You can edit a PDF to a degree with Acrobat and appropriate fonts installed on the system.
Acrobat will allow some text editing via its text tool. But there may be some (rather common) issues:
- The user will need the fonts installed. Relying on the embedded fonts within the PDF itself may often result in poor kerning or missing glyphs. Having the font installed will allow Acrobat to reference the actual font as opposed to embedded data if it is necessary.
- Positioning. Since names and titles tend to vary in length, it can present a problem when a name does not fit the allotted space for it. Nothing is going to "word wrap" and moving lines of text can be problematic. All names would need to fit the space provided. It is generally not a problem to change "Nick Cage" to "George Clooney". However, changing "Nick Cage" to "Mary Elizabeth Mastrantonio" can be a nightmare. This, in itself, is reason enough to stick to editing in Illustrator.
- Positioning Part 2. Contact information in my experience can be wildly different per individual. Some users want just a phone, email, and address on their card. Some users want home phone, office phone, email, address, cell, fax, skype, etc. So for most business cards it often takes positioning adjustments to get all that extra data onto the card. This will, again, be problematic using Acrobat. Again, a reason to stick with the current Illustrator editing.
- No type "tricks". Editing in Acrobat isn't going to allow you to pull off some minor "tricks" often used to get things to fit or look more aesthetically pleasing. You won't be able to alter tracking, kerning or leading for text. Sometimes all it takes is a minor kerning adjustment to get a name to fit a business card. You won't be able to do that editing in Acrobat. So, even 1 glyph over the allotted space will be problematic.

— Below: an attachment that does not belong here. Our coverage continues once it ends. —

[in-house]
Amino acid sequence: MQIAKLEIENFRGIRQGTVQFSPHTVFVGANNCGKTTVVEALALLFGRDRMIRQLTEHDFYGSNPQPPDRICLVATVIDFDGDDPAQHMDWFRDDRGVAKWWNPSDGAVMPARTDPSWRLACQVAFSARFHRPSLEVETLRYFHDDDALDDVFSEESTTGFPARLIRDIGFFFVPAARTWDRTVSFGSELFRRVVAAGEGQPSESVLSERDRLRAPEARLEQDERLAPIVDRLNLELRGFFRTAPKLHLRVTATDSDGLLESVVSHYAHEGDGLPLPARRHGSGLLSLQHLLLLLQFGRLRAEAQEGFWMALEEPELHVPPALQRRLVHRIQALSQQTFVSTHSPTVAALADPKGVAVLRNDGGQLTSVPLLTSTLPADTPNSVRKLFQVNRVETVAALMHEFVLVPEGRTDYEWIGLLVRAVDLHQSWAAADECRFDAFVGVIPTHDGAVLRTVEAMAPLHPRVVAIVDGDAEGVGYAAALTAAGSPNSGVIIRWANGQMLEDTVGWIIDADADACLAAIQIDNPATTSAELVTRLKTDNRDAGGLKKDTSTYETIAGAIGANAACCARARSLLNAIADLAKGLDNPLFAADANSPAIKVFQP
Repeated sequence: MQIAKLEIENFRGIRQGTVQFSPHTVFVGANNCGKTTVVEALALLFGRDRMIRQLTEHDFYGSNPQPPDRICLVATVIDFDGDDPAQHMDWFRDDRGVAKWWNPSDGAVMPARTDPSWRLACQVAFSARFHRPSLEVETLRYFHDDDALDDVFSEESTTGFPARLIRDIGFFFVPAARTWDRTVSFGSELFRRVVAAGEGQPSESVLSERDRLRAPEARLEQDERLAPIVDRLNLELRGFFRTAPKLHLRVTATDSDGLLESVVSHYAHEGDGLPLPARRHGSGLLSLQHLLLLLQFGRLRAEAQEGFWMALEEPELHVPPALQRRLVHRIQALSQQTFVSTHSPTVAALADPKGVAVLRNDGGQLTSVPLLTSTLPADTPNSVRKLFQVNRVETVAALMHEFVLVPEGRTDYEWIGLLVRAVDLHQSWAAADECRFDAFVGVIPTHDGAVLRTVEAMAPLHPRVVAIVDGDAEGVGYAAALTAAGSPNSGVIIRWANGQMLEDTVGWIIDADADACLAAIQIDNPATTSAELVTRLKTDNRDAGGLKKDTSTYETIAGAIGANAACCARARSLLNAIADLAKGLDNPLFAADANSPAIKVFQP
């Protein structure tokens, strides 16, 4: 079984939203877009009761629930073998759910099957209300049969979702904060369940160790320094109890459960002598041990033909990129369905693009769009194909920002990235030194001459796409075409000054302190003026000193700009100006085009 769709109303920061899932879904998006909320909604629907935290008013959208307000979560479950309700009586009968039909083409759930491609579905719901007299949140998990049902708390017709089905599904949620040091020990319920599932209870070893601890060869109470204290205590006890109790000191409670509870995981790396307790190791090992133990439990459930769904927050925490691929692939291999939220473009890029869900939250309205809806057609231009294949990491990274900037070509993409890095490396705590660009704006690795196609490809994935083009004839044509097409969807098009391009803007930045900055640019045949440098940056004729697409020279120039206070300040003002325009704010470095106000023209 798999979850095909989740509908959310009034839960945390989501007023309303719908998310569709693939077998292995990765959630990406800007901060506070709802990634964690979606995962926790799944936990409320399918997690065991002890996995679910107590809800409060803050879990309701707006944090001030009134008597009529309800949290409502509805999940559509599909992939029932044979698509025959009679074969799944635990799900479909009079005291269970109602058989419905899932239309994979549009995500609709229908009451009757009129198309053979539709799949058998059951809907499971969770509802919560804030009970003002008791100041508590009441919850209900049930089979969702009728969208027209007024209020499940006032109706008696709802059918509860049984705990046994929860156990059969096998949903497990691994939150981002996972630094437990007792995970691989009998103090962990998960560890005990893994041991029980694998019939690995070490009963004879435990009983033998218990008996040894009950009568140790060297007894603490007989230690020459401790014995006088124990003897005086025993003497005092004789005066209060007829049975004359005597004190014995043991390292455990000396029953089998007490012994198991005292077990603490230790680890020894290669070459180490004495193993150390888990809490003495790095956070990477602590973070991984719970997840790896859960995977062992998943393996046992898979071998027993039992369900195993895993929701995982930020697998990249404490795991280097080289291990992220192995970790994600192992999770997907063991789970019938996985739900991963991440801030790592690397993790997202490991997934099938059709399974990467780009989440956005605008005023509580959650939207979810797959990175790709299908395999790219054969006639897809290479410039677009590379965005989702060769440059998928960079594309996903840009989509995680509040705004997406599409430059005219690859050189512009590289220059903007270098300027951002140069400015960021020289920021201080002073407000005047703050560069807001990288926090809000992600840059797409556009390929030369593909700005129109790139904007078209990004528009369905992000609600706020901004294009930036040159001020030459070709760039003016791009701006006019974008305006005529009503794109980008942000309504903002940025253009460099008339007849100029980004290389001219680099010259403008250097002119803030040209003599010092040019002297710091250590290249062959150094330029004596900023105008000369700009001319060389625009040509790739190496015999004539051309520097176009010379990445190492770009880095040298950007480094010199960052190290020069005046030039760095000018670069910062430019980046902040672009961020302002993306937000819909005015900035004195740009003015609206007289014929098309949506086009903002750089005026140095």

- Aesthetics -- Most clients won't watch things for aesthetics. They'll just slap on the change and run with it. They won't care about horrible kerning, a line of text that is too long and breaks positioning. An incorrect alignment, etc. So to maintain continuity between cards, it often means you need someone with an eye for the aesthetics, not just the text changes.
I have set up a few standard PDFs and have a client that uses Acrobat to alter text in the PDF when needed. However, this really only works well when what is being edited is somewhat standardized.
For example, in the PDFs my client edits, they are editing pricing. So, in all instances the text being changed is a maximum of 7 digits ($000.00), therefore there's no issue with line length and spacing. I merely created the PDF with the space needed for 7 characters. This is nearly impossible for business cards in my experience.
Ultimately for business cards, using Illustrator (or InDesign) is a better choice than trying to format a PDF for client editing. There are just too many issues due to the varying length of names, titles, and contact information on each card.